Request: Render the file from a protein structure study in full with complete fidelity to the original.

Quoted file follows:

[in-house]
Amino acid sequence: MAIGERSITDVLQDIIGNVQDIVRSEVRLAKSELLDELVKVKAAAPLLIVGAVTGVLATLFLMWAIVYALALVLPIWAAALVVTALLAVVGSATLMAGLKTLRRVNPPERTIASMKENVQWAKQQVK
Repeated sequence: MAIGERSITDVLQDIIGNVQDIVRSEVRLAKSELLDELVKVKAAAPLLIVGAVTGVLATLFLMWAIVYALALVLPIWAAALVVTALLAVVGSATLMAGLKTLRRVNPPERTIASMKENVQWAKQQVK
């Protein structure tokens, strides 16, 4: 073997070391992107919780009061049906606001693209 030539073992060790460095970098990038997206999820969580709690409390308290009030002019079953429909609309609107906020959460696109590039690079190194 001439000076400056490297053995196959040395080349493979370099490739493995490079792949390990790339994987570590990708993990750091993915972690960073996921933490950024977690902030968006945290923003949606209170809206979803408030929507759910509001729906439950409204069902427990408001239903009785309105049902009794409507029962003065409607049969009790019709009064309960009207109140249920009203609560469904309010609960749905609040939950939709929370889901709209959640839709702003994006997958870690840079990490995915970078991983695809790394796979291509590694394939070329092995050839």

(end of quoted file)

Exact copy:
[in-house]
Amino acid sequence: MAIGERSITDVLQDIIGNVQDIVRSEVRLAKSELLDELVKVKAAAPLLIVGAVTGVLATLFLMWAIVYALALVLPIWAAALVVTALLAVVGSATLMAGLKTLRRVNPPERTIASMKENVQWAKQQVK
Repeated sequence: MAIGERSITDVLQDIIGNVQDIVRSEVRLAKSELLDELVKVKAAAPLLIVGAVTGVLATLFLMWAIVYALALVLPIWAAALVVTALLAVVGSATLMAGLKTLRRVNPPERTIASMKENVQWAKQQVK
């Protein structure tokens, strides 16, 4: 073997070391992107919780009061049906606001693209 030539073992060790460095970098990038997206999820969580709690409390308290009030002019079953429909609309609107906020959460696109590039690079190194 001439000076400056490297053995196959040395080349493979370099490739493995490079792949390990790339994987570590990708993990750091993915972690960073996921933490950024977690902030968006945290923003949606209170809206979803408030929507759910509001729906439950409204069902427990408001239903009785309105049902009794409507029962003065409607049969009790019709009064309960009207109140249920009203609560469904309010609960749905609040939950939709929370889901709209959640839709702003994006997958870690840079990490995915970078991983695809790394796979291509590694394939070329092995050839």